It was these experiences that brought me to education eight years ago. I wanted to work inside the system by creating the change I thought kids deserved and society demanded. I pushed that envelope as far as its walls would allow, and upon reaching the boundaries, I took a leap of faith and founded Future Development Group, LLC (FDG) . As Sir Ken Robinson would say, I found my personal Element. I am passionately devoted to supporting this learner-centered movement through teaching, speaking, and writing about its immense power.
Authentically Valuing Students Leads to Remarkable Opportunities to Break Through Barriers
Stemming from my previous work with the Ambassador Program, I most recently jumped at the opportunity to help develop a collaborative partnership between FDG, County Probation, and the Tehama County Department of Education to launch a makerspace inside the local juvenile detention facility . To the best of our knowledge, it is the only one of its kind in the country. As such, our work garnered enough interest to be featured in the 2016 reMAKE Education Summit.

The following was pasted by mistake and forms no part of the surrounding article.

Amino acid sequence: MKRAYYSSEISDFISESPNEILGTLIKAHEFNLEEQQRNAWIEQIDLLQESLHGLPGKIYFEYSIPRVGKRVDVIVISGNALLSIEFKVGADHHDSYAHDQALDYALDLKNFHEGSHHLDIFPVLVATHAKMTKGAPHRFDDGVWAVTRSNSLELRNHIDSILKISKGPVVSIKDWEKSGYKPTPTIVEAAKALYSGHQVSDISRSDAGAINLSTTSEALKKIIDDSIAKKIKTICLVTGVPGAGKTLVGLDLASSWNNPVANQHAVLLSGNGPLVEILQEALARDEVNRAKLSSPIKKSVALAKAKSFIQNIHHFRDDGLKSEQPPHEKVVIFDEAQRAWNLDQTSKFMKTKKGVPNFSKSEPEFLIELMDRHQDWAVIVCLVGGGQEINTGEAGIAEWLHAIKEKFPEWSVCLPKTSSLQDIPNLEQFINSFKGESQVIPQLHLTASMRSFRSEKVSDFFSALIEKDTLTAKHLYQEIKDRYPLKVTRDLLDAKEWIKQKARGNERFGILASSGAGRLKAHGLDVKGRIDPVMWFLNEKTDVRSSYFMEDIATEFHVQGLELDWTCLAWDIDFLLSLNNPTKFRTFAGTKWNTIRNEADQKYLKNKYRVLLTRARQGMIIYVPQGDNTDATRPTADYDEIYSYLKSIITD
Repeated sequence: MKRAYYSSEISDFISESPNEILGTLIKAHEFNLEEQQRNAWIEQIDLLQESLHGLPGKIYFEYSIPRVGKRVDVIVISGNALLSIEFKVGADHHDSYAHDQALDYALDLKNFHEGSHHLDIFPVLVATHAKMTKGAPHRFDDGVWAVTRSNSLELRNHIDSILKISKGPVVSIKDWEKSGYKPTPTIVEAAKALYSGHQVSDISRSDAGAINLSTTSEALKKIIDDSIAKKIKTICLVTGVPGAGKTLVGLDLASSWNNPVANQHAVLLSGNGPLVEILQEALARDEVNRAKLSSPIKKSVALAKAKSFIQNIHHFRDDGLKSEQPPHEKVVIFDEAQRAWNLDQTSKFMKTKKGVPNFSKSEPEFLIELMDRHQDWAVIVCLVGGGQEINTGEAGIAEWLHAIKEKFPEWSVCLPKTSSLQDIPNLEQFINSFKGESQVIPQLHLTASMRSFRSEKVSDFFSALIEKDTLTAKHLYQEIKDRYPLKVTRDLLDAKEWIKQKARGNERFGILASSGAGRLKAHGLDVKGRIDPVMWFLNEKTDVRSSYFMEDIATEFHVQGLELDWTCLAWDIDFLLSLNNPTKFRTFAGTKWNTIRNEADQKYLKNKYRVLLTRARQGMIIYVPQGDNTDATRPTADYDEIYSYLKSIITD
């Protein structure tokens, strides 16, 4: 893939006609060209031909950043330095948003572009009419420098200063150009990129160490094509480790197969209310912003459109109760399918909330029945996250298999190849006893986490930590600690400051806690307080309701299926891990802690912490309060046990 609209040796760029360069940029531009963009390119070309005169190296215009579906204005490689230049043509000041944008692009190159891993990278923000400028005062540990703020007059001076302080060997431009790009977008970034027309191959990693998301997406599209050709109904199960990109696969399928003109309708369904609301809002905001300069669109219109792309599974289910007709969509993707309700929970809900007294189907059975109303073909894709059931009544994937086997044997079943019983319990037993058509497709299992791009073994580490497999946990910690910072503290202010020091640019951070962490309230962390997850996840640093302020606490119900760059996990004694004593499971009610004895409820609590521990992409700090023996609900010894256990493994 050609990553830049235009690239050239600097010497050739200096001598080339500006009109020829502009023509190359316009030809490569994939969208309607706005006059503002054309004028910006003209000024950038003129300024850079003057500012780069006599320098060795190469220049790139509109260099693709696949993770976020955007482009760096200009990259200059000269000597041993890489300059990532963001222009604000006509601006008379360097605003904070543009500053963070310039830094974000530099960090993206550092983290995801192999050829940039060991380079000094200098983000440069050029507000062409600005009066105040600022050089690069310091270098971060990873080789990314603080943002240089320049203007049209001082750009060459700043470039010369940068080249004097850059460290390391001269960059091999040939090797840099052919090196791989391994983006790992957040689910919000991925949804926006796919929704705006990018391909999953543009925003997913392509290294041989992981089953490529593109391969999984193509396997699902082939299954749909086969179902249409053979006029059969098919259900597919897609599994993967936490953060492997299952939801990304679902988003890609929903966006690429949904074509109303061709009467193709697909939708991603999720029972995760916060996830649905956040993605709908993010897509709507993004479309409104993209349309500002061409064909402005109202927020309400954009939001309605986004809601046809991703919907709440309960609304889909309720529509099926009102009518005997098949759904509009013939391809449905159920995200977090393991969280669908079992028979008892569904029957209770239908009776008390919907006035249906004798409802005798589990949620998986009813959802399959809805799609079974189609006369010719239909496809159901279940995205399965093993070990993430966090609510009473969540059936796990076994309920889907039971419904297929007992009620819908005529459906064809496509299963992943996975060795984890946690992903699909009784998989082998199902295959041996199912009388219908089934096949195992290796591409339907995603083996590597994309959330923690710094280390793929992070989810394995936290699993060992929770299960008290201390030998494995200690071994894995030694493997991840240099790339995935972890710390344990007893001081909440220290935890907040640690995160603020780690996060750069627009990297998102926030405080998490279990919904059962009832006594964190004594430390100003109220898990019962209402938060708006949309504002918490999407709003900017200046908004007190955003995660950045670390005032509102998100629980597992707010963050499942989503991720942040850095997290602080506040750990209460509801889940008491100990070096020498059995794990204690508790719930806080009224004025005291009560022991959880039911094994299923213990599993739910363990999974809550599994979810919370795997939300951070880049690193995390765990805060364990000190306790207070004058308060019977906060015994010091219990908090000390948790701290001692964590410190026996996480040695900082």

‘Now, we know we are smart and that we can do things. We know we can have the future that we want for ourselves.’
During our presentation, Deputy Probation Chief, Mike Coley, illustrated the program’s impact by sharing “there are only three inches of concrete separating the makerspace from the rest of the juvenile hall. I’m not exactly sure how to explain it, but when we cross that threshold, everything is different—in a really good way. Once we’re in the makerspace, everyone recognizes this is a place to be inspired, creative, and collaborative.”